Bowing is an important practice in Buddhism. It involves a full prostration-the placing of the forehead, forearms, and knees on the ground in a total gesture of reverence and of worship. It is usually done before an image of the Buddha, a Bodhisattva, a sage, or before a holy text. It is a misconception, though, to think that the worshipper is bowing to a statue of the Buddha, to a wooden or stone or clay image. The Buddha we bow to is the Buddha inside our true minds, the pure good and perfect spiritual nature that has no shape or form. Images of the Buddha are simply symbols of the real thing. Bowing is a mindfulness practice.
Venerable Shi Yong Po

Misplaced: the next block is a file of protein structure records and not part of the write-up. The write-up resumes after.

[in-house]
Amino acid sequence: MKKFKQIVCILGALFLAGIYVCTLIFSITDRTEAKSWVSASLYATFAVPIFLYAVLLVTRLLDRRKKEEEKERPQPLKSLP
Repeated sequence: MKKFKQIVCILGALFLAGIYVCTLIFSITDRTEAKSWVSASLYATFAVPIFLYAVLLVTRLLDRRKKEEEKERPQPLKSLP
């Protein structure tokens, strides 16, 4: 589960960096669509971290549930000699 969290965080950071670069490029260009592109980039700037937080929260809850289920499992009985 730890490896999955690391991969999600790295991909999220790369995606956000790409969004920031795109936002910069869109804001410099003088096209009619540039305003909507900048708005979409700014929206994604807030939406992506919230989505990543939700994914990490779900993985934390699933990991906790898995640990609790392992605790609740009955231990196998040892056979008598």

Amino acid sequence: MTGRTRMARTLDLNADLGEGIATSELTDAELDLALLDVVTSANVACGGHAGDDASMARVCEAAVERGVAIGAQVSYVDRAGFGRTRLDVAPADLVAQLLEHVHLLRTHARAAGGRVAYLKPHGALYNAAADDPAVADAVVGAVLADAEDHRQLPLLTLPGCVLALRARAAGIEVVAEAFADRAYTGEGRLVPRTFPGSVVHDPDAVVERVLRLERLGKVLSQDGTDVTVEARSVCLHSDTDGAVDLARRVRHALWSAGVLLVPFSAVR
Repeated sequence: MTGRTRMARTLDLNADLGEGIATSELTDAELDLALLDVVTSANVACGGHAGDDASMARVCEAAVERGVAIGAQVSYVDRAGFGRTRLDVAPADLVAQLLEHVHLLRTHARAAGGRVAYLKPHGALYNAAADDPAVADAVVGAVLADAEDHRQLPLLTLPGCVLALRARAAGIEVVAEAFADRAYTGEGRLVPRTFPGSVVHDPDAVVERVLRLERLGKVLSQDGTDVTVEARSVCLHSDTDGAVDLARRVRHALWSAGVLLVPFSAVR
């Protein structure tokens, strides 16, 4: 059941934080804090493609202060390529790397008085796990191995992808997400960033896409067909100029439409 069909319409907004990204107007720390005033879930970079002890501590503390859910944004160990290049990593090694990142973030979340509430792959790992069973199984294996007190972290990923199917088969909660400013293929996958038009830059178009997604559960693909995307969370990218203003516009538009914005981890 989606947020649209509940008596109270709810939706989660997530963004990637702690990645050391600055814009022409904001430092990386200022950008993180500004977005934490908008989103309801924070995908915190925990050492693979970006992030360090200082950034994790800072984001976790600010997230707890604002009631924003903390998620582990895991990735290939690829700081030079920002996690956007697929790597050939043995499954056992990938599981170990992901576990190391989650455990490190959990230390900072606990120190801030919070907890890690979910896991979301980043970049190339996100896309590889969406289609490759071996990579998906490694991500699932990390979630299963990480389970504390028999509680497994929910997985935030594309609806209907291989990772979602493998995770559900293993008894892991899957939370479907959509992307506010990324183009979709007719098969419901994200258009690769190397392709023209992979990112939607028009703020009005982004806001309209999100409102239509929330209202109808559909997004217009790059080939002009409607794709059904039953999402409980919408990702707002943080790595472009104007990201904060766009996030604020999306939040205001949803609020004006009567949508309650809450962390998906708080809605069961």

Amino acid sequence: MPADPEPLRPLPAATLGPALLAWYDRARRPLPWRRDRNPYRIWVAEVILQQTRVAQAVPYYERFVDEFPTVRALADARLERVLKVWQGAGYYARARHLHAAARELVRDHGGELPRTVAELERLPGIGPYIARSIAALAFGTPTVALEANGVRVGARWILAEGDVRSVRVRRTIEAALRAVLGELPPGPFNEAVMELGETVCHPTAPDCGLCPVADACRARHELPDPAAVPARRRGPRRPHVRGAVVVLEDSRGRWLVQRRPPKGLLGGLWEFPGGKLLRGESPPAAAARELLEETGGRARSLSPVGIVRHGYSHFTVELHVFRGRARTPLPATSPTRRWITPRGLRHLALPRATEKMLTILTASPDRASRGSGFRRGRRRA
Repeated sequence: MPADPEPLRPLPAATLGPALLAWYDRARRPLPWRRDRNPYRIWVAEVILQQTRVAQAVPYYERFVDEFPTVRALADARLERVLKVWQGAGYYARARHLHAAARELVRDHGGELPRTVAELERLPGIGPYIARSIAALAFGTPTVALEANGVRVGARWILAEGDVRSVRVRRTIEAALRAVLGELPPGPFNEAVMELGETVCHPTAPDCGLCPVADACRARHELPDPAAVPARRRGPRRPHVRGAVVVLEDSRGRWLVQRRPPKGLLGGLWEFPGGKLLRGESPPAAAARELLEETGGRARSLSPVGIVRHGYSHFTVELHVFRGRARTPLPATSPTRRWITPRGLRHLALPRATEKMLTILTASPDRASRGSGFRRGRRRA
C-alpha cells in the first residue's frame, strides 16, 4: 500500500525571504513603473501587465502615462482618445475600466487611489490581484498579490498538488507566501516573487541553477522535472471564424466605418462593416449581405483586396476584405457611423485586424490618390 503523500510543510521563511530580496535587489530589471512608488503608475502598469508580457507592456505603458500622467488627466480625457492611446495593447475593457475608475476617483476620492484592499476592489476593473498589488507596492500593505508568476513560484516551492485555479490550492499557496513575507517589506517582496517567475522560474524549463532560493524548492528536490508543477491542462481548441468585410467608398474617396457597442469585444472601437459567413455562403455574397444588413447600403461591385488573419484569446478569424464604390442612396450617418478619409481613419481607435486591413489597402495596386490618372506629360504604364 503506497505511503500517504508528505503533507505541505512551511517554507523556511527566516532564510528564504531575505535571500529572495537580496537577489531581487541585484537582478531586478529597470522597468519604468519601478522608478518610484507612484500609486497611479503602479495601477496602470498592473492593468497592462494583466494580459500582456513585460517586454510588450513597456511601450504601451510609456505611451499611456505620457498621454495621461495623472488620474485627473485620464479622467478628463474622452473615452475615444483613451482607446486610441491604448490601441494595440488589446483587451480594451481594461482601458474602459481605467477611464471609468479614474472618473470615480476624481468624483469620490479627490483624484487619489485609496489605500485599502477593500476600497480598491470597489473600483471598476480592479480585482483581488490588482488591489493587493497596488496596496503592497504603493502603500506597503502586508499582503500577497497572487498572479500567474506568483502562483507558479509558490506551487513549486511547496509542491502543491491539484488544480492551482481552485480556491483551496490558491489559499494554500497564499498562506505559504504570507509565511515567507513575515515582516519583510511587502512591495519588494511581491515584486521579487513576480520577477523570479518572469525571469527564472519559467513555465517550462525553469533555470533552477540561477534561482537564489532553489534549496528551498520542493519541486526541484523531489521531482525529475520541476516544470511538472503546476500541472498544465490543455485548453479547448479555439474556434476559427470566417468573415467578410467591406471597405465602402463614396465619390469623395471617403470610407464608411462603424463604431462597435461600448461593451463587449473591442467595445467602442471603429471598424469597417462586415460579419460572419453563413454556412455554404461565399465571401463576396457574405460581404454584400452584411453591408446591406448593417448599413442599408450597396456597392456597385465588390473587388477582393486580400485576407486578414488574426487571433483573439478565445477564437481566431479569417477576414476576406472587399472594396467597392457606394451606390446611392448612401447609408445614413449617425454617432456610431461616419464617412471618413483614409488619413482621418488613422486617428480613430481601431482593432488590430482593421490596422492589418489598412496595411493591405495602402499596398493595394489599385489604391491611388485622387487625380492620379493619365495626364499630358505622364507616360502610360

Mahayana Buddhist Monks like Shaolin Monks bow from morning to night. Bowing opens and closes every one of the three daily ceremonies. Each ceremony requires a minimum of nine bows. Interviews and meetings with teachers, superiors, depending on respective rank, require from one to three full prostrations, each set of three prostrations followed by a half-bow. Chan students perform half bows to the altar, to each other and to the cushion before and after meditation. Chan practitioners offer large numbers of full bows to the Three Jewels; the Buddha the dharma and the Sangha in their meditation centers and monasteries. Many Chan teachers used to offer 108 bows each morning before the large Buddha statue on the altar of their temple, even at an advanced age. And in all Buddhist traditions, three bows are offered when entering the presence of spiritual masters and teachers, acknowledging the presence of an embodiment of the principle of enlightenment.